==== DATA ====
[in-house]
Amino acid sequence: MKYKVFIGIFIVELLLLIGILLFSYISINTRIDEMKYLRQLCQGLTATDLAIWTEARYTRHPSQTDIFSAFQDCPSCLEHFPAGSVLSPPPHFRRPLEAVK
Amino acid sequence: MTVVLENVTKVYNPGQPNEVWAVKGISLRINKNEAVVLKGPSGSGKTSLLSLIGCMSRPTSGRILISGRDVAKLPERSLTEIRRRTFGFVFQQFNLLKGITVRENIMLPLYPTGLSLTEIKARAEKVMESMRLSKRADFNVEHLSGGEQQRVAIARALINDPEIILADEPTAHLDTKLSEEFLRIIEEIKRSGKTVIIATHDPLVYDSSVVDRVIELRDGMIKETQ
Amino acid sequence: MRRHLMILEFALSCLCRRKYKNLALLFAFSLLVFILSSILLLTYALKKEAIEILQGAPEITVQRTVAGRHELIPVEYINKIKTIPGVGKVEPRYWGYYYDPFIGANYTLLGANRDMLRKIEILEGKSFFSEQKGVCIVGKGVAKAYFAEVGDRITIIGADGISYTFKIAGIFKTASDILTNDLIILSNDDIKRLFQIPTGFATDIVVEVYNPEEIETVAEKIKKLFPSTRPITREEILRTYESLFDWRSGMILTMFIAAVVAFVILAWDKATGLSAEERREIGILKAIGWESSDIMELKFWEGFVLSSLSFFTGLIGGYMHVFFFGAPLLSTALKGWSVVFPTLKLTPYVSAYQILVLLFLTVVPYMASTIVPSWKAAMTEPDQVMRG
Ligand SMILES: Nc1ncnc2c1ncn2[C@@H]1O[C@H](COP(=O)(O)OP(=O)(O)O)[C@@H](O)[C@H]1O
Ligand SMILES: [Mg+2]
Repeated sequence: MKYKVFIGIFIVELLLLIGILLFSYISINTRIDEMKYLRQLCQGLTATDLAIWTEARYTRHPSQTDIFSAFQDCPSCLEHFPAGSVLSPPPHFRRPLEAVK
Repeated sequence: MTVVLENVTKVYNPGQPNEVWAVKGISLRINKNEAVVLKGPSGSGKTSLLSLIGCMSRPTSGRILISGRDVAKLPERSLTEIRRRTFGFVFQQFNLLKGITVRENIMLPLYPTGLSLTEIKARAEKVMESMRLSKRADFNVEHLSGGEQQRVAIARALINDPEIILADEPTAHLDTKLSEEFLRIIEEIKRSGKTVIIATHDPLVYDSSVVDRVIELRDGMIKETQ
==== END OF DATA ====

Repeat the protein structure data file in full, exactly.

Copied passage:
[in-house]
Amino acid sequence: MKYKVFIGIFIVELLLLIGILLFSYISINTRIDEMKYLRQLCQGLTATDLAIWTEARYTRHPSQTDIFSAFQDCPSCLEHFPAGSVLSPPPHFRRPLEAVK
Amino acid sequence: MTVVLENVTKVYNPGQPNEVWAVKGISLRINKNEAVVLKGPSGSGKTSLLSLIGCMSRPTSGRILISGRDVAKLPERSLTEIRRRTFGFVFQQFNLLKGITVRENIMLPLYPTGLSLTEIKARAEKVMESMRLSKRADFNVEHLSGGEQQRVAIARALINDPEIILADEPTAHLDTKLSEEFLRIIEEIKRSGKTVIIATHDPLVYDSSVVDRVIELRDGMIKETQ
Amino acid sequence: MRRHLMILEFALSCLCRRKYKNLALLFAFSLLVFILSSILLLTYALKKEAIEILQGAPEITVQRTVAGRHELIPVEYINKIKTIPGVGKVEPRYWGYYYDPFIGANYTLLGANRDMLRKIEILEGKSFFSEQKGVCIVGKGVAKAYFAEVGDRITIIGADGISYTFKIAGIFKTASDILTNDLIILSNDDIKRLFQIPTGFATDIVVEVYNPEEIETVAEKIKKLFPSTRPITREEILRTYESLFDWRSGMILTMFIAAVVAFVILAWDKATGLSAEERREIGILKAIGWESSDIMELKFWEGFVLSSLSFFTGLIGGYMHVFFFGAPLLSTALKGWSVVFPTLKLTPYVSAYQILVLLFLTVVPYMASTIVPSWKAAMTEPDQVMRG
Ligand SMILES: Nc1ncnc2c1ncn2[C@@H]1O[C@H](COP(=O)(O)OP(=O)(O)O)[C@@H](O)[C@H]1O
Ligand SMILES: [Mg+2]
Repeated sequence: MKYKVFIGIFIVELLLLIGILLFSYISINTRIDEMKYLRQLCQGLTATDLAIWTEARYTRHPSQTDIFSAFQDCPSCLEHFPAGSVLSPPPHFRRPLEAVK
Repeated sequence: MTVVLENVTKVYNPGQPNEVWAVKGISLRINKNEAVVLKGPSGSGKTSLLSLIGCMSRPTSGRILISGRDVAKLPERSLTEIRRRTFGFVFQQFNLLKGITVRENIMLPLYPTGLSLTEIKARAEKVMESMRLSKRADFNVEHLSGGEQQRVAIARALINDPEIILADEPTAHLDTKLSEEFLRIIEEIKRSGKTVIIATHDPLVYDSSVVDRVIELRDGMIKETQ